It is quite difficult to analyse the symbolic meaning of the cover to “Voyageur”. A few mysterious numbers are featured on the cover of the album: 28, 22, 7. We can try to perform a certain analysis here and solve the mystery of these numbers. The number 7 might refer to the seven days of the week, or the seven planets. A rose with seven petals is a symbol of seven heavens, seven cabalistic angelic hierarchies. 7 is the number of completeness and moral order. In ancient Egypt it symbolised eternal life. It represents a complete, closed cycle, a dynamic perfection. All lunar phases are seven days long. Number 7 is a symbol of the change after completion of a certain cycle, the positive revival. It is the image of the whole time-space continuum. 7 is the sum of number 4, which represents Earth, and number 3, which represents Heaven, and so it symbolises the whole universe, the dynamic entirety.
It is worth noting that 28 is a multiple of 7. 7 symbolises the change after a complete cycle… Could it be a reference to the new form of Enigma?
Number 22 is called the master number in fortune telling. In ancient Persian culture it symbolised nature and the story of all creation. Another thing worth noting is that the ratio of two of the numbers featured on the cover, 22 and 7, is equivalent to the number pi – one of the most important constants in Mathematics.
On the perimeter of the CD we can see twelve Zodiac signs. Evidently, the circle is the leitmotif of this album. It could be a reference to coming full circle, i.e. returning to the original state of a situation. So could this mean that one of Enigma’s next albums is going to resemble their debut album?
The song “Voyageur” starts off with long sounds of panpipes, similar to those in the single “My Kingdom” (cover on the left) from Future Sound Of London’s album “Dead Cities”. It is worth adding that the founders of the British band, Brian Dougans and Garry Cobain, seemed more interested in the processes of ageing and decay than in life and energy – even though they were only in their thirties. They focused on the ruins rather than fundaments. In 1996, a very limited edition of “We Have Explosive”, a 12-inch vinyl record published under the pseudonym Semtex, was released. The album came and went without much response from the audience. Later that year the single “My Kingdom” was released (an astonishing 30-minute-long suite consisting of 5 interconnected parts). The single was available in every shop and the music video promoting it was played on the TV. A full length album, “Dead Cities” was also published. The album featured 13 tracks, the titles of which are shrouded in mystery to this day due to the ambiguous track listing on the back cover of the CD (the limited edition of “Dead Cities” was sold together with a 196-pages-long book containing a peculiar story and a lot of private photos and collages).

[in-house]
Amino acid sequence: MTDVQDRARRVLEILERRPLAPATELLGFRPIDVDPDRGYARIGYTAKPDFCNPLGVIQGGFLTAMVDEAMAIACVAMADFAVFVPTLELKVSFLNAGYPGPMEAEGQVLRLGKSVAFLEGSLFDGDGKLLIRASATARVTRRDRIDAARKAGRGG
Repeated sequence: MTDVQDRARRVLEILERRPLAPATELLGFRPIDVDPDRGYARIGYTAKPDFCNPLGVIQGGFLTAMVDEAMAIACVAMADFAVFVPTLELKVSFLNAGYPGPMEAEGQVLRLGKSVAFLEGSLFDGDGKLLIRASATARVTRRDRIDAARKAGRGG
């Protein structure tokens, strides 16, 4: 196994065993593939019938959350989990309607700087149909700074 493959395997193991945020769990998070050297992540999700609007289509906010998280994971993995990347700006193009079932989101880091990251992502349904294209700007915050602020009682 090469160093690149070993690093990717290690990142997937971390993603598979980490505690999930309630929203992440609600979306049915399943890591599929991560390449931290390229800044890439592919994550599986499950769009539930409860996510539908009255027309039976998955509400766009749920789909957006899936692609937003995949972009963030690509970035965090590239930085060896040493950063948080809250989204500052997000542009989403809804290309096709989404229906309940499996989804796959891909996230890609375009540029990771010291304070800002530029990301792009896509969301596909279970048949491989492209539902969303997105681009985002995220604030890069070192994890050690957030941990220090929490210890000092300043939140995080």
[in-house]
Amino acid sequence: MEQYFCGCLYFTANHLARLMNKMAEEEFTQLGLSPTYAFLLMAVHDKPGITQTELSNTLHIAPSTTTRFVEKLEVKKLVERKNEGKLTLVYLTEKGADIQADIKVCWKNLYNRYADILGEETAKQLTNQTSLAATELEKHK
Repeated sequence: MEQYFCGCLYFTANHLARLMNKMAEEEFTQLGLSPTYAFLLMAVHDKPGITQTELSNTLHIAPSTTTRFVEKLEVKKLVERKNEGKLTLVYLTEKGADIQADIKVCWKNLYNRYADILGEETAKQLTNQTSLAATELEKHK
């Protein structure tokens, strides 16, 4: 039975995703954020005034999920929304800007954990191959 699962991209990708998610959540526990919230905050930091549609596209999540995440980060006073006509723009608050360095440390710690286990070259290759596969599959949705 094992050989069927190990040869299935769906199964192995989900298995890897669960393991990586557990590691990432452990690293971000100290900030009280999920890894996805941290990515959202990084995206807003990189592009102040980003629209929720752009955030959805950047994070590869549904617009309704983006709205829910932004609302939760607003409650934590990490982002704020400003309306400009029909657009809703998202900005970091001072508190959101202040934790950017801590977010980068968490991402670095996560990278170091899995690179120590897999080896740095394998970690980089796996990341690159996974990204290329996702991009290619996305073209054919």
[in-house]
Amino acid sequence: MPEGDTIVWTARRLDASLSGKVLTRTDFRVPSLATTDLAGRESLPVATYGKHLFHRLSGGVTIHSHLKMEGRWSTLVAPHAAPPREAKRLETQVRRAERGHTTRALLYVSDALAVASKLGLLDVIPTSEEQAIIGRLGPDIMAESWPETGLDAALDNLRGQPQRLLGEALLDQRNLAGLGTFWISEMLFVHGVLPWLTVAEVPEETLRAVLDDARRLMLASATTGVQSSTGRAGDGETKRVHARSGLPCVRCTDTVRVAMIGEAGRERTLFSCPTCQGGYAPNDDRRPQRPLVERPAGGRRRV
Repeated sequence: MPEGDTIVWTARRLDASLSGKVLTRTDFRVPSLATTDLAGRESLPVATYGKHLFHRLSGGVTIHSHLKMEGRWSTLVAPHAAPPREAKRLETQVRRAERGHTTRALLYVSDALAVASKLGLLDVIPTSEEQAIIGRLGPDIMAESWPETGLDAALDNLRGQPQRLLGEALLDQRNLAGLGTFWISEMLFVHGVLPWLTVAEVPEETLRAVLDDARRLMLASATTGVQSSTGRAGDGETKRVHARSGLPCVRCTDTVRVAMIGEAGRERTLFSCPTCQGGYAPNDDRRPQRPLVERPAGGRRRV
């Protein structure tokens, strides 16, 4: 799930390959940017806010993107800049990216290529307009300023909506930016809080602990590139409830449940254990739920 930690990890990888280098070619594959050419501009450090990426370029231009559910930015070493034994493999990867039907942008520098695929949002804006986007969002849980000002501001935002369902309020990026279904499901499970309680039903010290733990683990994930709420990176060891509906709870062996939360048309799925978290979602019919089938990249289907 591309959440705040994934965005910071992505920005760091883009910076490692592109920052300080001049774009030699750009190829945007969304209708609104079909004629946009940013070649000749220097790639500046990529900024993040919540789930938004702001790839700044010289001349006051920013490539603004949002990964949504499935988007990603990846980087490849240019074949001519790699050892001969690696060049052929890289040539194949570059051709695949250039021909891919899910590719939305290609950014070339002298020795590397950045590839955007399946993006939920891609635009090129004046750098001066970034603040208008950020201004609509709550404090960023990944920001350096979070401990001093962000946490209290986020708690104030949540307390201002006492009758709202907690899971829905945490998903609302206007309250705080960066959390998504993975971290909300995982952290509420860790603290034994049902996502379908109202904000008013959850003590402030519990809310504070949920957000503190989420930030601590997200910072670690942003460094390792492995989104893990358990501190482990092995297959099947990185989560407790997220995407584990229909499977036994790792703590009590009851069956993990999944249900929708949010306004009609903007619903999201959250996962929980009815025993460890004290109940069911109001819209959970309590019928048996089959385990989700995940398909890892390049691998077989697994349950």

“Incognito” is quite a peculiar piece. It starts with the sound of footsteps, followed by a match being lit and a drag of a cigarette. Halfway through the track, the music becomes chaotic and we can hear fragments of “Sadeness Part One” (cover on the left) from Enigma’s debut album “MCMXC a.D.” This was probably Cretu’s way of adding old elements to Enigma’s new album, as a reminder of their previous style. In “Incognito” we can hear a male voice imitating instruments (a similar measure was implemented in the iconic song “Don’t worry, be happy”).
“Voyageur” uses hardly any samples from other artists’ work. We won’t find any Gregorian chants or ethnic vocals here. “Voyageur” is quite different from Enigma’s previous albums, but it has a very distinctive vibe to it and the general album’s sound could be categorized as sophisticated pop. Nevertheless, a lot of the fans were disappointed and unsatisfied with it.
Adrian Rode (author)
Marcin Papke (translation, images and review)